The result of isometric training on strength development was first reported to provide a 5% per week increase (12), but later it was reported as 1.8% per week in their subsequent publications. There was some outcry as to the accuracy of the work by Hettinger and Muller (13,14).
1n 1962, against mounting criticism, Muller argued that strength increases depended upon an individual’s current state of conditioning, with those who were less fit, gaining more rapidly, and those who were more fit, less rapidly.
The weekly gains vary from 12% (2.4% per session) assuming five training sessions per week for those in a poorer state of health to less than 2% (0.4% per session) for those close to their limiting strength.
Therefore, according to Muller, even for the untrained, very few weeks are needed to reach limiting strength. Muller believed the results depicted in the Table explained why the results of other studies may have been at variance with his own: “Contrary findings are distorted by comparing unequal states of training.”
They (Hettinger and Muller) later defined the training state operationally: the state of training of a muscle is its initial strength (Pi) expressed as a percentage of its end strength (Pe). Limiting strength is defined as the final value to which strength can reach at its maximum potential regardless of how long training goes on, i.e., training can go on forever, but it is believed that strength increases have a limit.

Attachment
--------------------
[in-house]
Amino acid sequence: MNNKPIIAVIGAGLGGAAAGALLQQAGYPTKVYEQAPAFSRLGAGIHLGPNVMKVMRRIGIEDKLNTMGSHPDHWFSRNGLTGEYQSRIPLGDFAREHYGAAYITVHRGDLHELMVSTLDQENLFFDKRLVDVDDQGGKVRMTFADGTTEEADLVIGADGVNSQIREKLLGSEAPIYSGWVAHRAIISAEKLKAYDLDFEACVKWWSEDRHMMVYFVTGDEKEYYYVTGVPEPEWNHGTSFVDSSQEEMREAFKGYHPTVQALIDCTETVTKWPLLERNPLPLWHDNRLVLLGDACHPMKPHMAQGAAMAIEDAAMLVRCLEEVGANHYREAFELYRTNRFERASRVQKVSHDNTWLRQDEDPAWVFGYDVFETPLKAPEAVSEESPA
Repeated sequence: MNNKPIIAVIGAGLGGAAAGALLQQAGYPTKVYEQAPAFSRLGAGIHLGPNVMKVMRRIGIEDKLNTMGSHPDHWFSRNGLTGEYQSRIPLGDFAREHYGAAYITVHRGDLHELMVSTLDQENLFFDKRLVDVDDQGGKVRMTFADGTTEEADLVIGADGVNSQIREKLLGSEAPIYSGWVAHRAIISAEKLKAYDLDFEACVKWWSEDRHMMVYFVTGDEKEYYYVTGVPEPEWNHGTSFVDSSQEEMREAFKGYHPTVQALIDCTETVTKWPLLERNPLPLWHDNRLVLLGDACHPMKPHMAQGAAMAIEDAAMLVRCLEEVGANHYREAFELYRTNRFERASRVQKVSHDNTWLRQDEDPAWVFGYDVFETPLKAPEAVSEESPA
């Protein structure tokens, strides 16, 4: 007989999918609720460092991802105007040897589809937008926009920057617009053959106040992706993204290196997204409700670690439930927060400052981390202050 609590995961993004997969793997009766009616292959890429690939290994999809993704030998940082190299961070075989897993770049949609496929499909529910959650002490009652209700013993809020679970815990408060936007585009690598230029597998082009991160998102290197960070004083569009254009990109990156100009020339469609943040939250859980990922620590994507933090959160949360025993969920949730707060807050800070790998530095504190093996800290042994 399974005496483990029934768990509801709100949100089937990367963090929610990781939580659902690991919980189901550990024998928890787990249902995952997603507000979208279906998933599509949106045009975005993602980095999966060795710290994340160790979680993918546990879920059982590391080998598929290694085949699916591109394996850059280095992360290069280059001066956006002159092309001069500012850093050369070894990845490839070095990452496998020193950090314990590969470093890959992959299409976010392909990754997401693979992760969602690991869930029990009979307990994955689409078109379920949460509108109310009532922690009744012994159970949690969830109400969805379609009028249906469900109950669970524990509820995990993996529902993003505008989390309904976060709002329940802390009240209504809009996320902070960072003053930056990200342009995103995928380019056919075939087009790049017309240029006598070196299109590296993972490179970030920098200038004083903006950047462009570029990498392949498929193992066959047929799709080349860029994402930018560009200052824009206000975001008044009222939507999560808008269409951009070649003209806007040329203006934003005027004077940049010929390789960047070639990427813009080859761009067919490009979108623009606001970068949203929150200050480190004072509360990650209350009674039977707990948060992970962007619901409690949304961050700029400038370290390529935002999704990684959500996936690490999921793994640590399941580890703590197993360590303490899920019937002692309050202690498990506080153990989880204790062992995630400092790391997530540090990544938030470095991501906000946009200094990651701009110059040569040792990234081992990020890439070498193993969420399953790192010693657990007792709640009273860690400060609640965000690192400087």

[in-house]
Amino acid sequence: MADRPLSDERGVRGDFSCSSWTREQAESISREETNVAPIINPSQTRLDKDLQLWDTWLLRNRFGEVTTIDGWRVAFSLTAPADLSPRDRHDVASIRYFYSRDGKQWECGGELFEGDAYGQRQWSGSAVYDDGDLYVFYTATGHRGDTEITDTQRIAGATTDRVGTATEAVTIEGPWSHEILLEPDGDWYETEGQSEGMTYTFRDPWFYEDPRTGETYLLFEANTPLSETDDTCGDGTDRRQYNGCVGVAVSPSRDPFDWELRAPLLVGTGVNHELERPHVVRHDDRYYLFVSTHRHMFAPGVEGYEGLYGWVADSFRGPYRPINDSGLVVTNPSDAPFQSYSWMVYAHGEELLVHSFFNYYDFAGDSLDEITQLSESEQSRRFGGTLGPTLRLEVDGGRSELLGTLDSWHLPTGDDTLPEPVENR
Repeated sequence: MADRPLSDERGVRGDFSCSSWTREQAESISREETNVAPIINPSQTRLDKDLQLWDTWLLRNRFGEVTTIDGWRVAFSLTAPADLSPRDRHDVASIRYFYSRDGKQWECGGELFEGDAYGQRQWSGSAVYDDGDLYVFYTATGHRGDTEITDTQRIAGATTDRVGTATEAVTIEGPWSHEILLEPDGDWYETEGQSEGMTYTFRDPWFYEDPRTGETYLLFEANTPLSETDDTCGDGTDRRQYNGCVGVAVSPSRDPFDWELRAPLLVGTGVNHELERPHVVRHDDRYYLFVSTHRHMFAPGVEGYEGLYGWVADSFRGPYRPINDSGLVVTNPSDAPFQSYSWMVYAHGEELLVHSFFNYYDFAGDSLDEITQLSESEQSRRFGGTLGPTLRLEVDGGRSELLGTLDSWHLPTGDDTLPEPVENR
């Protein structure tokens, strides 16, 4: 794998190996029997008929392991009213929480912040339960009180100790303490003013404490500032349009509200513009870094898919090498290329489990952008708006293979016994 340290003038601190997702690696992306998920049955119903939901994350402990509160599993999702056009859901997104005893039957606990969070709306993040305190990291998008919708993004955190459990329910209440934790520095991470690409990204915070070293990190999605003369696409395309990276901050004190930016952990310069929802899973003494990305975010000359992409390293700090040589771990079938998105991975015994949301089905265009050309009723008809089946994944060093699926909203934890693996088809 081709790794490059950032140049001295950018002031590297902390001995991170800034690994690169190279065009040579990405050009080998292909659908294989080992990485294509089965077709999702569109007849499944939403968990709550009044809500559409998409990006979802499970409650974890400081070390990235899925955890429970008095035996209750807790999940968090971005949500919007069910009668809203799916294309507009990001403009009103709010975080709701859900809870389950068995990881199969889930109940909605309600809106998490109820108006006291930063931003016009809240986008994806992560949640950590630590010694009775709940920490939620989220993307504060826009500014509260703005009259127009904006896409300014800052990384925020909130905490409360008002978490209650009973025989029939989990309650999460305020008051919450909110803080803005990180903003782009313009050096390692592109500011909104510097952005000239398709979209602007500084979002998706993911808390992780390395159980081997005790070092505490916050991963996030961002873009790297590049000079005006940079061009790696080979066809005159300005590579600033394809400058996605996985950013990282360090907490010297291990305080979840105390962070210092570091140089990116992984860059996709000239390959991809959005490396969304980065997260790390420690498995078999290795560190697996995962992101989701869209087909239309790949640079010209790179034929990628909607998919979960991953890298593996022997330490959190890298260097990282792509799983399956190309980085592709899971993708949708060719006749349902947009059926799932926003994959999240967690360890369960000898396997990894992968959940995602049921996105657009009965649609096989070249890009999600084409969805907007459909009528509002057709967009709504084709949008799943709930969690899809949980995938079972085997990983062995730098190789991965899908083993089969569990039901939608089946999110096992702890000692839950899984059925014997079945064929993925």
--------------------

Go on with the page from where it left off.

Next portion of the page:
So the final value depends on two things: 1) the strength capacity of the muscle and 2) the efficiency of the training method adopted. Therefore, if the training program chosen is of little value, then end strength would occur rather quickly since the method cannot serve to increase strength because of its ineffectiveness.
There is an inherent weakness to assessing strength in this manner and certainly one way around this is to establish a database of age and sex-related norms to qualify an individual’s initial fitness status.
Basically what we’re saying is isometrics is the best way to gain strength!
The biggest advantage to this type of training is twofold.
First, by forcing your muscles to hold a position for a certain length of time, your body starts to recruit more and more motor units to help maintain this contraction. Motor units that are rarely exercised within a muscle are now brought into use, perhaps for the first time.
Second, the motor units that are recruited are forced to contract continuously, time after time, until your muscles achieve a state of maximum intensity safely and effectively.
The end result is that the entire muscle matures very quickly.
Resistance band training with an isometric strategy adds additional benefits to the athlete beyond traditional isometrics. Read more at http://www.isoinsane.com/isometric-strengthening-effect/